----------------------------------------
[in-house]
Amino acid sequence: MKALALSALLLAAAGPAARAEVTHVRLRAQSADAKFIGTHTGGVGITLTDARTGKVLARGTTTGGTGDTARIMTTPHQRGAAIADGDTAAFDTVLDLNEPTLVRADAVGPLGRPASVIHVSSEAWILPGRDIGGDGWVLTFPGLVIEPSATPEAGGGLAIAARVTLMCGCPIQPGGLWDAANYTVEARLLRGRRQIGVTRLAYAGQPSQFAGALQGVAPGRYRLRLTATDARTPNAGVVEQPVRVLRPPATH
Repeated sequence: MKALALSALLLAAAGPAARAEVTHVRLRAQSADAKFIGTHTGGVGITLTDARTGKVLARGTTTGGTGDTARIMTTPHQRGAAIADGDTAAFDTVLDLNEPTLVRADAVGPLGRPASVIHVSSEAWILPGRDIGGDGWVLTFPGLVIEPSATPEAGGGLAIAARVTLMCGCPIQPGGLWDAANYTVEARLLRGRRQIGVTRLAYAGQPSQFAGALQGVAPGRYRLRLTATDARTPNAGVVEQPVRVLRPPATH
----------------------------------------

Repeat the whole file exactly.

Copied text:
[in-house]
Amino acid sequence: MKALALSALLLAAAGPAARAEVTHVRLRAQSADAKFIGTHTGGVGITLTDARTGKVLARGTTTGGTGDTARIMTTPHQRGAAIADGDTAAFDTVLDLNEPTLVRADAVGPLGRPASVIHVSSEAWILPGRDIGGDGWVLTFPGLVIEPSATPEAGGGLAIAARVTLMCGCPIQPGGLWDAANYTVEARLLRGRRQIGVTRLAYAGQPSQFAGALQGVAPGRYRLRLTATDARTPNAGVVEQPVRVLRPPATH
Repeated sequence: MKALALSALLLAAAGPAARAEVTHVRLRAQSADAKFIGTHTGGVGITLTDARTGKVLARGTTTGGTGDTARIMTTPHQRGAAIADGDTAAFDTVLDLNEPTLVRADAVGPLGRPASVIHVSSEAWILPGRDIGGDGWVLTFPGLVIEPSATPEAGGGLAIAARVTLMCGCPIQPGGLWDAANYTVEARLLRGRRQIGVTRLAYAGQPSQFAGALQGVAPGRYRLRLTATDARTPNAGVVEQPVRVLRPPATH